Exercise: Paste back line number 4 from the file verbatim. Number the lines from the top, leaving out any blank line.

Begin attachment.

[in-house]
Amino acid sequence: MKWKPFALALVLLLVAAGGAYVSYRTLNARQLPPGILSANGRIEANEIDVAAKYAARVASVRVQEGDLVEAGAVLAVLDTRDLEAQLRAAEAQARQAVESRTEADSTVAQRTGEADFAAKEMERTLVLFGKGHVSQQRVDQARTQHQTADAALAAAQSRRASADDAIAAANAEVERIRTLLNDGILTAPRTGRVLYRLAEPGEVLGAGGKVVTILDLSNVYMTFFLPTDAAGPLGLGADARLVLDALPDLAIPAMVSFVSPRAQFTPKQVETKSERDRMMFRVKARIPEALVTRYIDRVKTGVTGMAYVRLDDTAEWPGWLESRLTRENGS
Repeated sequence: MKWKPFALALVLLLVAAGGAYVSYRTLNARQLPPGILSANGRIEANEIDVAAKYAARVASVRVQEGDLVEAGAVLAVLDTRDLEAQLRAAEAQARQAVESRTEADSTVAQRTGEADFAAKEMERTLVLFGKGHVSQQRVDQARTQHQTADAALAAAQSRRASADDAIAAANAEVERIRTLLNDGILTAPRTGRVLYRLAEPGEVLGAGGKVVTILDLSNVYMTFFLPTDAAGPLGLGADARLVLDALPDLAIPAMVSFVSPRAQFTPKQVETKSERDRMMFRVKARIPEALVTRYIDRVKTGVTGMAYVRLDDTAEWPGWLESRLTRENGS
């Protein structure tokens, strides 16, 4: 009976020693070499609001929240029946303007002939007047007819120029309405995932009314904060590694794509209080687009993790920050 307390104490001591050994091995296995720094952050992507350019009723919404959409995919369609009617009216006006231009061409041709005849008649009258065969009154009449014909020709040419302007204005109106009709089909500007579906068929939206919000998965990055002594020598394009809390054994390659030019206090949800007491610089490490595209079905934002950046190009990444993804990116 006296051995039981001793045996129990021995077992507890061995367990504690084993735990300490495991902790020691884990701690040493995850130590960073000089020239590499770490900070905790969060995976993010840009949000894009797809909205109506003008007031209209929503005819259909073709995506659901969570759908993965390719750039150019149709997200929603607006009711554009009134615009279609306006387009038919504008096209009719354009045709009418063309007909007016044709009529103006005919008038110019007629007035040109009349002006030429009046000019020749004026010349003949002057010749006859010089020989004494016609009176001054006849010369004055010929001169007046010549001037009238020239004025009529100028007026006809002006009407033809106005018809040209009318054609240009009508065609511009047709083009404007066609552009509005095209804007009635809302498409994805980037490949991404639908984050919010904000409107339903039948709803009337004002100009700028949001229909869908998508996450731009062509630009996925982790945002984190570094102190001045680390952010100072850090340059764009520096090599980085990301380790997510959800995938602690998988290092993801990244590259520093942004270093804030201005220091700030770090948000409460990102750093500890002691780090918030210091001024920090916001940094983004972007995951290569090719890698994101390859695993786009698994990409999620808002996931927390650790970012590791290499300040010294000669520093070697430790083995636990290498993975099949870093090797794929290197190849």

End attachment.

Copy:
């Protein structure tokens, strides 16, 4: 009976020693070499609001929240029946303007002939007047007819120029309405995932009314904060590694794509209080687009993790920050 307390104490001591050994091995296995720094952050992507350019009723919404959409995919369609009617009216006006231009061409041709005849008649009258065969009154009449014909020709040419302007204005109106009709089909500007579906068929939206919000998965990055002594020598394009809390054994390659030019206090949800007491610089490490595209079905934002950046190009990444993804990116 006296051995039981001793045996129990021995077992507890061995367990504690084993735990300490495991902790020691884990701690040493995850130590960073000089020239590499770490900070905790969060995976993010840009949000894009797809909205109506003008007031209209929503005819259909073709995506659901969570759908993965390719750039150019149709997200929603607006009711554009009134615009279609306006387009038919504008096209009719354009045709009418063309007909007016044709009529103006005919008038110019007629007035040109009349002006030429009046000019020749004026010349003949002057010749006859010089020989004494016609009176001054006849010369004055010929001169007046010549001037009238020239004025009529100028007026006809002006009407033809106005018809040209009318054609240009009508065609511009047709083009404007066609552009509005095209804007009635809302498409994805980037490949991404639908984050919010904000409107339903039948709803009337004002100009700028949001229909869908998508996450731009062509630009996925982790945002984190570094102190001045680390952010100072850090340059764009520096090599980085990301380790997510959800995938602690998988290092993801990244590259520093942004270093804030201005220091700030770090948000409460990102750093500890002691780090918030210091001024920090916001940094983004972007995951290569090719890698994101390859695993786009698994990409999620808002996931927390650790970012590791290499300040010294000669520093070697430790083995636990290498993975099949870093090797794929290197190849």